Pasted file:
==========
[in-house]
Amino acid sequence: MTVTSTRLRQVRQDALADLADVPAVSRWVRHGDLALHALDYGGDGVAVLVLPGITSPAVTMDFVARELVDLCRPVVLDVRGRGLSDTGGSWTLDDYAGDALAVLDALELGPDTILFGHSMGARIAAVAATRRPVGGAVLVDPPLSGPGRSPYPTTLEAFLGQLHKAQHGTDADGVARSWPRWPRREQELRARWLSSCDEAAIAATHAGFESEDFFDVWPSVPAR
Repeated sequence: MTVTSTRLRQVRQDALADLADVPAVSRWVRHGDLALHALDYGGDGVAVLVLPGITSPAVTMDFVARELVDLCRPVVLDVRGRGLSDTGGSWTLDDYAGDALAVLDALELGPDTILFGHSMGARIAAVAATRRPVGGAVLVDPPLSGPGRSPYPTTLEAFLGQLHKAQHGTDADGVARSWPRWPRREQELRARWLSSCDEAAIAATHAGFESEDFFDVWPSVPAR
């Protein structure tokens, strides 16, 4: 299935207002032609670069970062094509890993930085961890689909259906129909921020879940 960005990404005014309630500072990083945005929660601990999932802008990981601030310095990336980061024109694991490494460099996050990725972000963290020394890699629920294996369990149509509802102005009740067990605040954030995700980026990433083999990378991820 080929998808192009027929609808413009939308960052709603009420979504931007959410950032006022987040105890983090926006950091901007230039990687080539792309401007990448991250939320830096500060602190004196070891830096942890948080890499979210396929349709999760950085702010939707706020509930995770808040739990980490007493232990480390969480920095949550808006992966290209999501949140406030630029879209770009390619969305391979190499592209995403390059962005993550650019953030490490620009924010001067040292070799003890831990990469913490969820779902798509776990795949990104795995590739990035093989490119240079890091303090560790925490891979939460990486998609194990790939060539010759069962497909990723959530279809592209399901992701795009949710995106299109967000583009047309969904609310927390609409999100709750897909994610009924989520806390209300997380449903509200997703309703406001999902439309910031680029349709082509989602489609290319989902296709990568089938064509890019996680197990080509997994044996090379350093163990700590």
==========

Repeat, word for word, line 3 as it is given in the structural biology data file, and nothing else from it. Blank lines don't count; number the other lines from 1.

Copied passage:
Repeated sequence: MTVTSTRLRQVRQDALADLADVPAVSRWVRHGDLALHALDYGGDGVAVLVLPGITSPAVTMDFVARELVDLCRPVVLDVRGRGLSDTGGSWTLDDYAGDALAVLDALELGPDTILFGHSMGARIAAVAATRRPVGGAVLVDPPLSGPGRSPYPTTLEAFLGQLHKAQHGTDADGVARSWPRWPRREQELRARWLSSCDEAAIAATHAGFESEDFFDVWPSVPAR